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I use Anki for studying. I add 20 new facts each day. Over the past few months, I have noticed that each day, I have slightly more words to review than the previous day. Over time, this is adding up, and it takes several hours to finish all of the reviews.

  • Is it normal for the number of daily reviews to steadily increase?
  • Will the number of daily reviews eventually reach balance?
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2 Answers 2

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Your question is the first thing I have asked when heard of spaced repetition to flatten the exponential forgetting curve

enter image description here

I even considered the mathoverflow to ask for (new words) input rate to compensate the fact that I will have exponential gaps between repetition of learned words. I imagined the gaps like time axis

1   2   3   4   5   6   7   8   9   10  11  12  13  14  15  16  17  18  19  20  21  22  23  24  25  26  27  28  29  30  31  32  33  34  35  36  37  38  39  40  41  42  43  44  45  46  47  48  49  50  51  52  53  54  55  56  57  58  59  60  61  62  63  64  65  
1   1       1               1                               1                                                               1                                                                                                                               1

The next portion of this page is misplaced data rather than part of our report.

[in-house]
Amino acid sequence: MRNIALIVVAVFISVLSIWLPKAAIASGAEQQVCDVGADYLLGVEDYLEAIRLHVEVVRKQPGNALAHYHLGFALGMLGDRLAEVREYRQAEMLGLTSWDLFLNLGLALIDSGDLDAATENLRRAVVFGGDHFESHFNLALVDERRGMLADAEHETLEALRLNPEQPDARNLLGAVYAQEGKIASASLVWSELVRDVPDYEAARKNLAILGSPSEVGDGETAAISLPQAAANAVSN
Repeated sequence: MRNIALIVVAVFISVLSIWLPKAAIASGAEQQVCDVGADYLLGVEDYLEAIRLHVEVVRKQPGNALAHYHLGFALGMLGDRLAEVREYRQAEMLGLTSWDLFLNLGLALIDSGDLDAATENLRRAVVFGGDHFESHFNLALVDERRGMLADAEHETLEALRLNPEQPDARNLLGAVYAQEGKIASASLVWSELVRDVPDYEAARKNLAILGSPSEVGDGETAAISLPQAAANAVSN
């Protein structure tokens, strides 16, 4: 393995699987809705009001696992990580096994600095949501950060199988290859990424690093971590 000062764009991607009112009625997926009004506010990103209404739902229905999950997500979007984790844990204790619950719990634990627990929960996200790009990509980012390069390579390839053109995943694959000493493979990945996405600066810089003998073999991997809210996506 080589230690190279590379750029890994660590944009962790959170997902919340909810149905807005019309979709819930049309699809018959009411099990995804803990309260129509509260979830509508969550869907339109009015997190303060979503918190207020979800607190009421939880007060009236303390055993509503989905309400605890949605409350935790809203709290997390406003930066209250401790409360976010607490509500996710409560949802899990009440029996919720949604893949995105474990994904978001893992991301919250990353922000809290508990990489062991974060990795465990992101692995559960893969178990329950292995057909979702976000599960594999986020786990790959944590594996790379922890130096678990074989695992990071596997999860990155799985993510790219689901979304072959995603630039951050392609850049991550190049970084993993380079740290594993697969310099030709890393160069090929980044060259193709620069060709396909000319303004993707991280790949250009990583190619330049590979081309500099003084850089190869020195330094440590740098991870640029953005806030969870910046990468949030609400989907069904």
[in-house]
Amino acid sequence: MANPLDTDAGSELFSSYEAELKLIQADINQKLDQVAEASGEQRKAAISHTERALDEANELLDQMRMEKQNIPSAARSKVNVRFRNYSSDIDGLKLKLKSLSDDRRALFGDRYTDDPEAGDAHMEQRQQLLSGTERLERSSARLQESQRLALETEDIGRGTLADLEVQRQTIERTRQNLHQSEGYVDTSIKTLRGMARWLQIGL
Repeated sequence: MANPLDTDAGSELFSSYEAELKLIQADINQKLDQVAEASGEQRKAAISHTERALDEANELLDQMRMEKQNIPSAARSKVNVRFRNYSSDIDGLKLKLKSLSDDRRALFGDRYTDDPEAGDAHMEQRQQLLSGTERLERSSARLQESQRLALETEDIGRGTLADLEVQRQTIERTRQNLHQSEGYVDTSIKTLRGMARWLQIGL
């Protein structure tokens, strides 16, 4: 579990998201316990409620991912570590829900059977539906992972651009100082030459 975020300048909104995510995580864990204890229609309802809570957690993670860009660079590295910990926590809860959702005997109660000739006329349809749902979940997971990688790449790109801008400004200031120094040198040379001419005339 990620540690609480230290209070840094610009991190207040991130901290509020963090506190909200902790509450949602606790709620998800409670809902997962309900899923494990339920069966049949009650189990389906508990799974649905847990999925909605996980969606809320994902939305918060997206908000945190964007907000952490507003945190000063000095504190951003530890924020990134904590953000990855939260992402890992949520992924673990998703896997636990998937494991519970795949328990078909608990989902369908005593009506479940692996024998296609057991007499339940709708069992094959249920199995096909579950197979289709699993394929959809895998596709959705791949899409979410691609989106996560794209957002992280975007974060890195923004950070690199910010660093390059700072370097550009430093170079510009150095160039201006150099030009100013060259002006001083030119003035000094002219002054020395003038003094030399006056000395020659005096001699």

Here, pulses of 1 indicate the moments of time when you should repeat the idea, starting from two expositions, without any gap between them. The pulse density decreases exponentially as time goes on. This creates ever increasing amount of free slots that you can fill with pulses of new material, say 2:

        1   2   3   4   5   6   7   8   9   10  11  12  13  14  15  16  17  18  19  20  21  22  23  24  25  26  27  28  29  30  31  32  33  34  35  36  37  38  39  40  41  42  43  44  45  46  47  48  49  50  51  52  53  54  55  56  57  58  59  60  61  62  63  64
        2   2       2               2                               2                                                               2                                                                                                                               2
1   2   3   4   5   6   7   8   9   10  11  12  13  14  15  16  17  18  19  20  21  22  23  24  25  26  27  28  29  30  31  32  33  34  35  36  37  38  39  40  41  42  43  44  45  46  47  48  49  50  51  52  53  54  55  56  57  58  59  60  61  62  63  64  65  66